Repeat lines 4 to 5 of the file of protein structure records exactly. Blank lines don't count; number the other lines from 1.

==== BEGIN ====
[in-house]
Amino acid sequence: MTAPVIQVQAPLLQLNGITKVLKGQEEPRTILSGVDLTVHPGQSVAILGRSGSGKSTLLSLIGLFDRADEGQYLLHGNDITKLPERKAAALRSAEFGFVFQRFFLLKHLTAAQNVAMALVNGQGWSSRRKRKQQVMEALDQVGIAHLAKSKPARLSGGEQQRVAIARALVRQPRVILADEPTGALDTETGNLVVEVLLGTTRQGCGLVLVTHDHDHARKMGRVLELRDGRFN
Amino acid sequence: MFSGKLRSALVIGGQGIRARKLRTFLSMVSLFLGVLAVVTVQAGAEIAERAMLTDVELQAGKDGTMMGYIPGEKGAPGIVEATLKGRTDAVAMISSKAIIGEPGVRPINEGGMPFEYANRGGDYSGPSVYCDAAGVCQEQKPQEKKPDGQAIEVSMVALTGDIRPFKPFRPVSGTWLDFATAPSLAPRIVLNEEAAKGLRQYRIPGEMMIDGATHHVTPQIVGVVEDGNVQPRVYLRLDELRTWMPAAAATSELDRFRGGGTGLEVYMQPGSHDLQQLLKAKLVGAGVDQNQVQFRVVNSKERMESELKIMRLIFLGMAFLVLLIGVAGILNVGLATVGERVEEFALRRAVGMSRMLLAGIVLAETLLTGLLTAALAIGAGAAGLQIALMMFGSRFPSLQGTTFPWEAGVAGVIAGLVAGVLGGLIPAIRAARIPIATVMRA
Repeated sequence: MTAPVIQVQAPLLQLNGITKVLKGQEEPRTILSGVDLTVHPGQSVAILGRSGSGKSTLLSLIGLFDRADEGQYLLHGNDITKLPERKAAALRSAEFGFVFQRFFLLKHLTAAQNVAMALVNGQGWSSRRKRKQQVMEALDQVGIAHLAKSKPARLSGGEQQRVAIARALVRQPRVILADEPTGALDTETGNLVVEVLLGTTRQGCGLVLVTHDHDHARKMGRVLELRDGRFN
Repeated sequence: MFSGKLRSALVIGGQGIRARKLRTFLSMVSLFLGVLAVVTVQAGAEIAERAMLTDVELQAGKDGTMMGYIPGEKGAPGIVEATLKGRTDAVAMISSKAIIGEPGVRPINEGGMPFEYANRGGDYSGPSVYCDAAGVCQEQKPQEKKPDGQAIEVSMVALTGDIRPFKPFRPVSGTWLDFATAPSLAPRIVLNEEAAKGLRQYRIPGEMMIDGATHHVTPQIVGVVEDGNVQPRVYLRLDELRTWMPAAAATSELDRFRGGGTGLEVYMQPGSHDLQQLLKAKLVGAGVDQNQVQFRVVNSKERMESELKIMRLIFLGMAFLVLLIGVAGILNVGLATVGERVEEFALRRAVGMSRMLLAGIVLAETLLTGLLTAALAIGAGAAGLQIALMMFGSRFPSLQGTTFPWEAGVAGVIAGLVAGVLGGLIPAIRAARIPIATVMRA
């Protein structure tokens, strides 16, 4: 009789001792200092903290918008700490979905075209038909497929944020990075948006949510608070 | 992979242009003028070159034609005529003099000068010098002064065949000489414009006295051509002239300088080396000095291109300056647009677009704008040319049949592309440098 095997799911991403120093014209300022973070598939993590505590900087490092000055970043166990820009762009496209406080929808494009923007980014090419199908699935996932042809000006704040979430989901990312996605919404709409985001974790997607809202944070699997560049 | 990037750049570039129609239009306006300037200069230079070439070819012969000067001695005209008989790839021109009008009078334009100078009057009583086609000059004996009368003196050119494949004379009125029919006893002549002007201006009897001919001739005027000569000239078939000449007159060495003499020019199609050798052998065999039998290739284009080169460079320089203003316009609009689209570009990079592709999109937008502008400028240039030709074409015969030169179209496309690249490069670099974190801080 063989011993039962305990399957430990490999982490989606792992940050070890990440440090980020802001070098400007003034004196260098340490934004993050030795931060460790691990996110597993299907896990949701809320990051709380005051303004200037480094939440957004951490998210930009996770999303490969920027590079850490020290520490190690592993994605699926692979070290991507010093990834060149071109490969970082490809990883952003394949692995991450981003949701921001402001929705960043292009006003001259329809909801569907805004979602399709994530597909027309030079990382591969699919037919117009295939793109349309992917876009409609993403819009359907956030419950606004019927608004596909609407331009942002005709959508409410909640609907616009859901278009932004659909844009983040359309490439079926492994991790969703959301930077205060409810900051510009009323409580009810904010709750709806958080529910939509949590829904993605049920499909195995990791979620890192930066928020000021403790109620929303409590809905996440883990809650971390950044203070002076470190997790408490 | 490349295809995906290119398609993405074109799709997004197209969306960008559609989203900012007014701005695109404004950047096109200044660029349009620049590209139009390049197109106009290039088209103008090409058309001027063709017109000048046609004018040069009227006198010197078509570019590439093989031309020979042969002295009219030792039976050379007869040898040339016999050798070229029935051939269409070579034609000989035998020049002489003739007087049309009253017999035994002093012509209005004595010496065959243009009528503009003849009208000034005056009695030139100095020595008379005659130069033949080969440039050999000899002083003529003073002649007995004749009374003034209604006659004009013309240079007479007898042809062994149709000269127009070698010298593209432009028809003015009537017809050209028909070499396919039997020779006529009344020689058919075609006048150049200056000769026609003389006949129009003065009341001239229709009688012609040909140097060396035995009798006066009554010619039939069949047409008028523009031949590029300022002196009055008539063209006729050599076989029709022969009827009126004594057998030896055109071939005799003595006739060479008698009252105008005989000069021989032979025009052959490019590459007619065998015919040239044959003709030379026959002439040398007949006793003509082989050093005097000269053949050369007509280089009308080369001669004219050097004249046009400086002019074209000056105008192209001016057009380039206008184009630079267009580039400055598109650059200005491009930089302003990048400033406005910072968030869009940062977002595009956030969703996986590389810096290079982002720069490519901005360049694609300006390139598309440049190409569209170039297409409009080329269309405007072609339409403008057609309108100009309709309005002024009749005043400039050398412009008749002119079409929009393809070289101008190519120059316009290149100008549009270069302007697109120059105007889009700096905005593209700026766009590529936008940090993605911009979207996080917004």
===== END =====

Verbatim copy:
Repeated sequence: MTAPVIQVQAPLLQLNGITKVLKGQEEPRTILSGVDLTVHPGQSVAILGRSGSGKSTLLSLIGLFDRADEGQYLLHGNDITKLPERKAAALRSAEFGFVFQRFFLLKHLTAAQNVAMALVNGQGWSSRRKRKQQVMEALDQVGIAHLAKSKPARLSGGEQQRVAIARALVRQPRVILADEPTGALDTETGNLVVEVLLGTTRQGCGLVLVTHDHDHARKMGRVLELRDGRFN
Repeated sequence: MFSGKLRSALVIGGQGIRARKLRTFLSMVSLFLGVLAVVTVQAGAEIAERAMLTDVELQAGKDGTMMGYIPGEKGAPGIVEATLKGRTDAVAMISSKAIIGEPGVRPINEGGMPFEYANRGGDYSGPSVYCDAAGVCQEQKPQEKKPDGQAIEVSMVALTGDIRPFKPFRPVSGTWLDFATAPSLAPRIVLNEEAAKGLRQYRIPGEMMIDGATHHVTPQIVGVVEDGNVQPRVYLRLDELRTWMPAAAATSELDRFRGGGTGLEVYMQPGSHDLQQLLKAKLVGAGVDQNQVQFRVVNSKERMESELKIMRLIFLGMAFLVLLIGVAGILNVGLATVGERVEEFALRRAVGMSRMLLAGIVLAETLLTGLLTAALAIGAGAAGLQIALMMFGSRFPSLQGTTFPWEAGVAGVIAGLVAGVLGGLIPAIRAARIPIATVMRA